I can’t believe it’s already been a year since Roddy Piper passed away. He was as big a personality in the world of entertainment as he was in wrestling. But for every They Live or It’s Always Sunny in Philadelphia memorable part that Piper had a hand in, there were other lesser-known roles that he was just as entertaining in. Such is the case in this episode of Walker, Texas Ranger. RIP Hot Rod.
“Beyond the Mat”
Season 11, Episode 15
The Supernatural Bros., Sam and Dean Winchester, investigate the sudden death of a wrestler. Which, in the world of professional wrestling, isn’t really that strange until you factor in that the death wasn’t due to heart failure, suicide, or drug overdose. Okay, maybe that’s not the best way to start this post. Did I mention The Miz makes a cameo? Wait… come back.
The last installment of the fictional WrestleMania cards. I was only able to come up with nine matches and that’s probably a good thing, or else the terrier from Russell Madness versus Zeus would’ve been a match booked on this card.
Title: The Wrestler
Bio: He was once one of the biggest wrestling stars of the 80’s and 90’s. Although a shell of his former self, Randy “The Ram” Robinson still competed on independent wrestling shows, until his last match against his most famous rival, The Ayatollah, at a Ring of Honor show.
Signature Move: The Ram Jam.
Yes. Mister Ed had a wrestling-themed episode. Sadly, it didn’t involve Mister Ed wrestling against a human wrestler. They could’ve at least used him as part of a grand spectacle of an entrance. Then again, it was 1962 and that sort of thing would’ve probably caused granny plants in the audience to faint.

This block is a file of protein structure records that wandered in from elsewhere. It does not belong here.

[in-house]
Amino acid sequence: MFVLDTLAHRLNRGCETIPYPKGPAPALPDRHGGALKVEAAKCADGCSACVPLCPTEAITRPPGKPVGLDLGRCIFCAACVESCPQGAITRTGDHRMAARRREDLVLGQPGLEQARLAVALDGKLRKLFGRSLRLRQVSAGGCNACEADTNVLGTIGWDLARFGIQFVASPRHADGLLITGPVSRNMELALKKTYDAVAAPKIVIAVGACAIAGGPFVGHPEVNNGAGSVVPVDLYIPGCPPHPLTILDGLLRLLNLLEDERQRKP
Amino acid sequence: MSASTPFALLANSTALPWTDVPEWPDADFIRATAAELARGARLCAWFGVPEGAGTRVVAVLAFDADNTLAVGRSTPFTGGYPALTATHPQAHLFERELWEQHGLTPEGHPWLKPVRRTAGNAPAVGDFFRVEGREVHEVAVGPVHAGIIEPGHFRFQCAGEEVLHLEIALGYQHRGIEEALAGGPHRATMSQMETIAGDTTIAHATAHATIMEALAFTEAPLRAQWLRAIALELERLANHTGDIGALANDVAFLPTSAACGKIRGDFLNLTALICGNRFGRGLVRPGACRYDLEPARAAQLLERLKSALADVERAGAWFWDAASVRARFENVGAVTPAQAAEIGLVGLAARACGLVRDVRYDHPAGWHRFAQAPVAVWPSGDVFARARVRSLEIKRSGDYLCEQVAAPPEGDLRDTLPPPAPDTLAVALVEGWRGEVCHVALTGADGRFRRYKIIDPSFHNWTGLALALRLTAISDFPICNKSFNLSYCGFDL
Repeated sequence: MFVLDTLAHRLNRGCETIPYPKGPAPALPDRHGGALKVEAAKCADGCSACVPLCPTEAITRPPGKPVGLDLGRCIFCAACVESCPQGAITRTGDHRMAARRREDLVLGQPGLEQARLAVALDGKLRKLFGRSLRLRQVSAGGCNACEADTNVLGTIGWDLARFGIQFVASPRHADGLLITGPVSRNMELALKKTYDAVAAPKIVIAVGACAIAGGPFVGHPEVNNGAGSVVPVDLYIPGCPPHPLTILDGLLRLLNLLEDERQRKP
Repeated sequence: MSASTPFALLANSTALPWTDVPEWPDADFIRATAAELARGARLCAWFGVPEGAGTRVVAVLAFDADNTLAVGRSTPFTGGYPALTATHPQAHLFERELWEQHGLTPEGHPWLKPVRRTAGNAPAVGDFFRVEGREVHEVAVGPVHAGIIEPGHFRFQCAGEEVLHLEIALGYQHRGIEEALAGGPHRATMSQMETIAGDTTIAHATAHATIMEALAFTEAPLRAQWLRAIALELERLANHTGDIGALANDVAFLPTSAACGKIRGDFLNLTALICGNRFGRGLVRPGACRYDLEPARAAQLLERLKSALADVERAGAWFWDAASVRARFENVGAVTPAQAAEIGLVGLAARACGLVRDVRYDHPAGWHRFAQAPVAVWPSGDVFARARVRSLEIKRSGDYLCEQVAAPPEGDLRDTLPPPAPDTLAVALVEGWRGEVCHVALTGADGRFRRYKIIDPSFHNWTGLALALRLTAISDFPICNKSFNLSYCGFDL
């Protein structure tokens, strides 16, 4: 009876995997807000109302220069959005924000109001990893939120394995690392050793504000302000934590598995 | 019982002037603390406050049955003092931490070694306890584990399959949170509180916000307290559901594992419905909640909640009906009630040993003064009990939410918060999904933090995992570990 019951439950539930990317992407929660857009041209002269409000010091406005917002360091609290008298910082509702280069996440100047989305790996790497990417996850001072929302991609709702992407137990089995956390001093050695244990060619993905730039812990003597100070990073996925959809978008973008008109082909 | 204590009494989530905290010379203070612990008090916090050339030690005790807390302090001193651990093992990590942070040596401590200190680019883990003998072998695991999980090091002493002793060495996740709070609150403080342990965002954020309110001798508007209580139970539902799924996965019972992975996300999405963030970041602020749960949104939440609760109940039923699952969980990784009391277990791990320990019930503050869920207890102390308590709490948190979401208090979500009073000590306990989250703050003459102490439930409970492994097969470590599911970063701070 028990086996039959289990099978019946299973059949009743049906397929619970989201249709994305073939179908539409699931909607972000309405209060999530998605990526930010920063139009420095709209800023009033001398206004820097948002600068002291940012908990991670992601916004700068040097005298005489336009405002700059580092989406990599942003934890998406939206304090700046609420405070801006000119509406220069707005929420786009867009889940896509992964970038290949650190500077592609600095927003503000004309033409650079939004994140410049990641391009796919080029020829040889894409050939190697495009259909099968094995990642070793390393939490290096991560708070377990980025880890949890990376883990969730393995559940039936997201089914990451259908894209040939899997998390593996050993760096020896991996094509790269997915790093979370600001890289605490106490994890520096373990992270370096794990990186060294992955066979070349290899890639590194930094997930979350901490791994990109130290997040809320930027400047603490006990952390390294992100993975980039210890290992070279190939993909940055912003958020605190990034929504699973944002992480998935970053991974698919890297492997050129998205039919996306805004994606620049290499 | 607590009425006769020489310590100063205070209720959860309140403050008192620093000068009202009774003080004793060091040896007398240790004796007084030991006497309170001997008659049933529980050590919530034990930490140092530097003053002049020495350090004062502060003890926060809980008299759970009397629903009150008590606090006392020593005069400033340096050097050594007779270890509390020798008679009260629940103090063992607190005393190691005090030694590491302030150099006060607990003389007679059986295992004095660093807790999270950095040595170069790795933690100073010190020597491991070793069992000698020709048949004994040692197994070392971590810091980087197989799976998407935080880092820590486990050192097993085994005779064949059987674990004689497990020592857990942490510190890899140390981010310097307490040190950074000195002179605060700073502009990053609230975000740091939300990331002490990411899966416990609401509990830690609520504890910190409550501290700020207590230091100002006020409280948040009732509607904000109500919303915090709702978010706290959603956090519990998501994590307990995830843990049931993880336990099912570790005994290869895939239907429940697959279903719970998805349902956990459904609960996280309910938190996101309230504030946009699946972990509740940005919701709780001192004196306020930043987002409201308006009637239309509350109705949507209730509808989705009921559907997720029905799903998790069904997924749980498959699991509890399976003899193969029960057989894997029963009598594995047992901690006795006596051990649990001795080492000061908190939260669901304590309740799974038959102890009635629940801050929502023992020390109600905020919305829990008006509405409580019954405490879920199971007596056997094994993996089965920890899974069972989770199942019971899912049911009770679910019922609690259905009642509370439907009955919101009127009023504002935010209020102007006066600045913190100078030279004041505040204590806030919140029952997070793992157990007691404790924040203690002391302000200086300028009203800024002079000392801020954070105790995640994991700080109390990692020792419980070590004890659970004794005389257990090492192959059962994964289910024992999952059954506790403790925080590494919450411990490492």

With wrestling and cinema going head-to-head this Sunday, when WWE’s Fastlane goes up against the 87th annual Academy Awards, I figured it’d be best to provide you with the definitive ranking of the best fictional wrestlers in movie history. I tried to hold back on this list until Luis Guzman’s Aztec Warrior was finally released, as I’m sure he would’ve provided with a memorable interpretation of a luchador, but it doesn’t look like that’s going to happen any time soon. First, a few honorable mentions.
After watching John Oliver’s scathing and much-deserved take down of the government-run U.S. lottery on the first season finale of Last Week Tonight, I figured it’d be the perfect intro to this month’s Paid for by the Following. Although the inclusion of this commercial for the Ontario Lottery and Gaming Corporation’s Lotto 6/49 is in no way associating it with the same questionable ethical practices of the lotteries in the United States. Those Canadian questionable ethical practices are apparently tied to their “freemium” Terrance and Phillip mobile game.